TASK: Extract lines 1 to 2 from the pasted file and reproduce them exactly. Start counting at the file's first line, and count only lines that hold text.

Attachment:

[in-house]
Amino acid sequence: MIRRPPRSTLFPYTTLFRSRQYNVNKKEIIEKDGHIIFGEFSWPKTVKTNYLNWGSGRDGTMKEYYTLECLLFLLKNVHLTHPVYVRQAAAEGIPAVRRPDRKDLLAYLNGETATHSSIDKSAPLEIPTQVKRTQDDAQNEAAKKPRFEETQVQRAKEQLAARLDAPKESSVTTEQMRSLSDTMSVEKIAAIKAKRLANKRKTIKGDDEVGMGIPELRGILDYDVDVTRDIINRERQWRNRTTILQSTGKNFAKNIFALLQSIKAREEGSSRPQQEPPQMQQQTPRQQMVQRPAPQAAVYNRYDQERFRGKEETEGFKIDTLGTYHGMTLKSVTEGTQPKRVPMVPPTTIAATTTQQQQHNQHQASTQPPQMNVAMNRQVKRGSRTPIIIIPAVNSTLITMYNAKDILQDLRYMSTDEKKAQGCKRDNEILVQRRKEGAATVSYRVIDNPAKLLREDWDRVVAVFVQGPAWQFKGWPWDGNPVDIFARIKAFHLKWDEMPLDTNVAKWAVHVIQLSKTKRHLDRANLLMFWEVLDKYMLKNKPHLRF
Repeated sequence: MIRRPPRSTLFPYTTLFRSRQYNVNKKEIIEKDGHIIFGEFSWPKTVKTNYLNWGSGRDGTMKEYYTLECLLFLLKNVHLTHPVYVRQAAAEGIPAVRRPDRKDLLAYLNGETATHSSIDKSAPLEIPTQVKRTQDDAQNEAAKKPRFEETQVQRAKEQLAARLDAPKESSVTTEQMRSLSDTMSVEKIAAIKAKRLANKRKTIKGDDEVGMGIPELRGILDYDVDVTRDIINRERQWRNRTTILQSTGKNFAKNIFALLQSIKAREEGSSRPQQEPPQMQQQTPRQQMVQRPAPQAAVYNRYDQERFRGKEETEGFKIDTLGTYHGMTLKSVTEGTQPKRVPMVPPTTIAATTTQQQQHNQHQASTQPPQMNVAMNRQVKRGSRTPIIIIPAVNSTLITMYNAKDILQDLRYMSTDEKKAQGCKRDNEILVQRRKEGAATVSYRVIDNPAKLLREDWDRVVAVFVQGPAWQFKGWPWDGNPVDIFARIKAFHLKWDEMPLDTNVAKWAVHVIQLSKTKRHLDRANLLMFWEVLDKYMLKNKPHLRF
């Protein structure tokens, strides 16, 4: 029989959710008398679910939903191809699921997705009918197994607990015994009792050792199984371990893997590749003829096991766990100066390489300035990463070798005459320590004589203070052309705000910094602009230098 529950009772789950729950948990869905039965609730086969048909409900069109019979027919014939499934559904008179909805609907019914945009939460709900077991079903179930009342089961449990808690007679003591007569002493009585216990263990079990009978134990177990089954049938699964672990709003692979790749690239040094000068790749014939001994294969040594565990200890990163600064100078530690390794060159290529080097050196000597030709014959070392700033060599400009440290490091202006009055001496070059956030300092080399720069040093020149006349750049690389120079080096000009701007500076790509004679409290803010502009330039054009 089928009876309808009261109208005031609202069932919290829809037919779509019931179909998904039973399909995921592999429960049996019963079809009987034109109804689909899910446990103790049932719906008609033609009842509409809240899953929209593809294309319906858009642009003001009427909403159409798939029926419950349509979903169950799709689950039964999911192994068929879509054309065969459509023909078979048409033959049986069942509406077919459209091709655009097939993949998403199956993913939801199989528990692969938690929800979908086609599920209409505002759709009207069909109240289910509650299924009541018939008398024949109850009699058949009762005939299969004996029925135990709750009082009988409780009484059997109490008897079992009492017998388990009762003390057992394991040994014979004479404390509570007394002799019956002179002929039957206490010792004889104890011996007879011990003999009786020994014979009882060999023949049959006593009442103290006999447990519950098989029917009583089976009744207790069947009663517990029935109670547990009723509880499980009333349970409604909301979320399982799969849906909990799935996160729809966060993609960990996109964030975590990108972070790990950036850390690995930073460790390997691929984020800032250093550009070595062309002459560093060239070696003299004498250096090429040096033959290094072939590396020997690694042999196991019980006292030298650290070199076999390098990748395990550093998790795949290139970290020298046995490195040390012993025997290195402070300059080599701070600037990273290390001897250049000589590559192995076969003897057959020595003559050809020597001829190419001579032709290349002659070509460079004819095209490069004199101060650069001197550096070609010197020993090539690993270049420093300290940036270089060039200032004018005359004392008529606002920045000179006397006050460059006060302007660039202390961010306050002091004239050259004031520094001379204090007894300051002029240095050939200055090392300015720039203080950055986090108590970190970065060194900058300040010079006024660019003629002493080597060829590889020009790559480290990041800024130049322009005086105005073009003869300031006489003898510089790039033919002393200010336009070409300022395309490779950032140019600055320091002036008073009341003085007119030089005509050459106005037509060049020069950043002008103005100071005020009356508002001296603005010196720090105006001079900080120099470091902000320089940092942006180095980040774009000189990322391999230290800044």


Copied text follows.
[in-house]
Amino acid sequence: MIRRPPRSTLFPYTTLFRSRQYNVNKKEIIEKDGHIIFGEFSWPKTVKTNYLNWGSGRDGTMKEYYTLECLLFLLKNVHLTHPVYVRQAAAEGIPAVRRPDRKDLLAYLNGETATHSSIDKSAPLEIPTQVKRTQDDAQNEAAKKPRFEETQVQRAKEQLAARLDAPKESSVTTEQMRSLSDTMSVEKIAAIKAKRLANKRKTIKGDDEVGMGIPELRGILDYDVDVTRDIINRERQWRNRTTILQSTGKNFAKNIFALLQSIKAREEGSSRPQQEPPQMQQQTPRQQMVQRPAPQAAVYNRYDQERFRGKEETEGFKIDTLGTYHGMTLKSVTEGTQPKRVPMVPPTTIAATTTQQQQHNQHQASTQPPQMNVAMNRQVKRGSRTPIIIIPAVNSTLITMYNAKDILQDLRYMSTDEKKAQGCKRDNEILVQRRKEGAATVSYRVIDNPAKLLREDWDRVVAVFVQGPAWQFKGWPWDGNPVDIFARIKAFHLKWDEMPLDTNVAKWAVHVIQLSKTKRHLDRANLLMFWEVLDKYMLKNKPHLRF